3. ARTICULATION. I’ve found that the need to rapidly respond to an unending barrage of immediate messages had the side effect of making my communication sloppy. When once upon a time I would take the time to craft an intelligent, well-substantiated response with supporting data, perhaps even with a reference document — you suddenly provide half-assed answers to many times unclear questions — to postpone the work that is constant, intrusive and requires immediate attention. I can understand why there is often miscommunication, or why comments are many times misconstrued — because the answers need to remain within a certain reasonable character-limit that isn’t necessarily conducive to all discussions. Haste makes waste the age-old adage, or one that my son recently reminded me of ‘the words of the wise are spoken peacefully’, that he learned in kindergarten. I learned to apply this. To think before speaking, than to just fire off responses in a frenzy. Instead, I now take the time to think my responses through, research, and provide well-crafted and useful responses.

Detoxing When you Can’t Disconnect

Ok, so I know what you’re thinking — that’s all great when you can actually disconnect — GOOD FOR YOU GENIUS… but how does this help me when I can’t really disconnect?!

Things you can do, or changes you can help lead.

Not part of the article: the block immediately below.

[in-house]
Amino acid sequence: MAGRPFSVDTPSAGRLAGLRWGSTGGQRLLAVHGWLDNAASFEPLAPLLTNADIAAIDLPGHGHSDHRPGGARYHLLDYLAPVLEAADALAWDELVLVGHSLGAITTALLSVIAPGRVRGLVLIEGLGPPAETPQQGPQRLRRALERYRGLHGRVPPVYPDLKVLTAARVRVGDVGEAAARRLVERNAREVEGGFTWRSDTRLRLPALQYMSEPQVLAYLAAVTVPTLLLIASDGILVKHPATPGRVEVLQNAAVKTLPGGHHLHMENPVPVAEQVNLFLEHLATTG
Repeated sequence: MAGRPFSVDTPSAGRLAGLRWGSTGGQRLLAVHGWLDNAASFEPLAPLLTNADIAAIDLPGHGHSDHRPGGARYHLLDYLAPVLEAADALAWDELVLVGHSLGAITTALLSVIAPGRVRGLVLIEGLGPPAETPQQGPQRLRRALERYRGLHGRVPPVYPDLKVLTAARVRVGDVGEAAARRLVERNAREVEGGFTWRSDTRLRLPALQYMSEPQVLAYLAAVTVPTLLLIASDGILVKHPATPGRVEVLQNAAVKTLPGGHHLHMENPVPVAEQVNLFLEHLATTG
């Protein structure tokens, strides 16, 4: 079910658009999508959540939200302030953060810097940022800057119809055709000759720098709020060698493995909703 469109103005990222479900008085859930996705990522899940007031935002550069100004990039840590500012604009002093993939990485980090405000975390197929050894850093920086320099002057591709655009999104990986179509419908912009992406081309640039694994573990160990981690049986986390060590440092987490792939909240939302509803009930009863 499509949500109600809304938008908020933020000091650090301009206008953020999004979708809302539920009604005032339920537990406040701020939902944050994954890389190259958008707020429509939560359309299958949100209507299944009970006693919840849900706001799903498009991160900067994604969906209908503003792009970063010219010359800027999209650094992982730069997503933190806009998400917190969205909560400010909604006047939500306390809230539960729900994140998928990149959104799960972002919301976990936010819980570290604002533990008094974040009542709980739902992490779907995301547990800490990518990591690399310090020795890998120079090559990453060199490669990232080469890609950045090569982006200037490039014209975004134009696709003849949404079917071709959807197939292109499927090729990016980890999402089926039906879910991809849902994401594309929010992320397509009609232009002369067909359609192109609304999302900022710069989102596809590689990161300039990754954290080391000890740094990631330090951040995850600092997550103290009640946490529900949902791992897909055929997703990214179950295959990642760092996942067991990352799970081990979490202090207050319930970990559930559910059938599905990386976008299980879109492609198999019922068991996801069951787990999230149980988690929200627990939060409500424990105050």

1. Talk to HR and see if you can find a time to create a silent “day” or bulk of time for your time zone that everyone respects. France attempted to back this by law, and while I’m not sure this is practically applicable — you can help foster a culture that really only requires off-time communication when absolutely mission-critical and urgent.
  2. Take your off-time seriously. I found myself at near burnout because of the need to constantly be connected. If it’s not urgent — delay it until you’re back in office. Even simply NOT ANSWERING enforces the respect for your private time.
  3. Educate people on “naked pings”. I learned this terminology from one of my favorite talks in recent times (No, really, don’t chuck everything in Slack: communications for distributed teams by Florian Haas — and a more recent version updated for our COVID-19 Zoom reality). A naked ping is one without context that requires immediate attention, like a shoulder tap. (E.g. “hi”, “got a second”). Watch this talk for some really great tips on managing communication and collaboration in a distributed setting.
  4. Exit channels you don’t really need to be in. It’s hard at first, particularly when you’re “invited” (i.e. added against your will) to a channel because someone thought to tag you in single thread. Once you’ve responded — feel free to exit. If they need you again, they’ll be sure to add you again.
  5. If you’re in multiple workspaces and don’t need notifications for all your groups — make sure to disable notifications or define the specific notifications that are relevant for each workspace. I’ve found changing the alert tones also helps me to follow which workspace is pinging and ponging — and, of course, some are less urgent than others.

Some of these may be obvious suggestions — but I’ve found that they helped me immensely when I simply couldn’t manage the omni-channel, omni-app alert fatigue.

Ultimately only we can really be the ones to properly care for our own well-being, and we have a tendency to put our own needs second to our employer’s or other people’s.

Please don’t do this. Burnout is a terrible thing that we need to avoid at all costs — and it’s one alert closer than we all imagine.

A little zany somewhat brainy, and a tireless crusader for social justice.